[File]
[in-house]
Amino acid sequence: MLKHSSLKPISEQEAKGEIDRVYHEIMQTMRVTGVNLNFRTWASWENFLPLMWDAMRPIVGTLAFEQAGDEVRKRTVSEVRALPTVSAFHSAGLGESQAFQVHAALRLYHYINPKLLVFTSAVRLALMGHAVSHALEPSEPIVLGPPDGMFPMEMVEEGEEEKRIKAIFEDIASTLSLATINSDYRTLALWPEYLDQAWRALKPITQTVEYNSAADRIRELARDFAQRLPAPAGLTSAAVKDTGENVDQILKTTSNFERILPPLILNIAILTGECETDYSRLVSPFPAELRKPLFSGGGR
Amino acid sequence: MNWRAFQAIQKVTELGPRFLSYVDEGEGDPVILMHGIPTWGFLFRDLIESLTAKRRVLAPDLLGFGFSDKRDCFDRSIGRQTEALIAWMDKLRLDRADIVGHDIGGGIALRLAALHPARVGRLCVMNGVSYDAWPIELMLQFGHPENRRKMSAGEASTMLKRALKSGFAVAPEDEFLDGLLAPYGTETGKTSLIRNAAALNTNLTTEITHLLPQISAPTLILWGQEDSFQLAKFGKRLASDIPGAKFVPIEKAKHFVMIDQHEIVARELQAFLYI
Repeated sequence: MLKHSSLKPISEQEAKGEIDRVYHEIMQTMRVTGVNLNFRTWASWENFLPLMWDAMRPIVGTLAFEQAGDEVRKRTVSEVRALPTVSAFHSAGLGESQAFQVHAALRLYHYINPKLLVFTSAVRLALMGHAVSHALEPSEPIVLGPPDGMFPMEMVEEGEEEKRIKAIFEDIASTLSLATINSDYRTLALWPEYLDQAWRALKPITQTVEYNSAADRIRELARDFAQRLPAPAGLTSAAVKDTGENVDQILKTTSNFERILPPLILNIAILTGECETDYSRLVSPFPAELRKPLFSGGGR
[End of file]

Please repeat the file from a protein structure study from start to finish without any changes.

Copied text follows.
[in-house]
Amino acid sequence: MLKHSSLKPISEQEAKGEIDRVYHEIMQTMRVTGVNLNFRTWASWENFLPLMWDAMRPIVGTLAFEQAGDEVRKRTVSEVRALPTVSAFHSAGLGESQAFQVHAALRLYHYINPKLLVFTSAVRLALMGHAVSHALEPSEPIVLGPPDGMFPMEMVEEGEEEKRIKAIFEDIASTLSLATINSDYRTLALWPEYLDQAWRALKPITQTVEYNSAADRIRELARDFAQRLPAPAGLTSAAVKDTGENVDQILKTTSNFERILPPLILNIAILTGECETDYSRLVSPFPAELRKPLFSGGGR
Amino acid sequence: MNWRAFQAIQKVTELGPRFLSYVDEGEGDPVILMHGIPTWGFLFRDLIESLTAKRRVLAPDLLGFGFSDKRDCFDRSIGRQTEALIAWMDKLRLDRADIVGHDIGGGIALRLAALHPARVGRLCVMNGVSYDAWPIELMLQFGHPENRRKMSAGEASTMLKRALKSGFAVAPEDEFLDGLLAPYGTETGKTSLIRNAAALNTNLTTEITHLLPQISAPTLILWGQEDSFQLAKFGKRLASDIPGAKFVPIEKAKHFVMIDQHEIVARELQAFLYI
Repeated sequence: MLKHSSLKPISEQEAKGEIDRVYHEIMQTMRVTGVNLNFRTWASWENFLPLMWDAMRPIVGTLAFEQAGDEVRKRTVSEVRALPTVSAFHSAGLGESQAFQVHAALRLYHYINPKLLVFTSAVRLALMGHAVSHALEPSEPIVLGPPDGMFPMEMVEEGEEEKRIKAIFEDIASTLSLATINSDYRTLALWPEYLDQAWRALKPITQTVEYNSAADRIRELARDFAQRLPAPAGLTSAAVKDTGENVDQILKTTSNFERILPPLILNIAILTGECETDYSRLVSPFPAELRKPLFSGGGR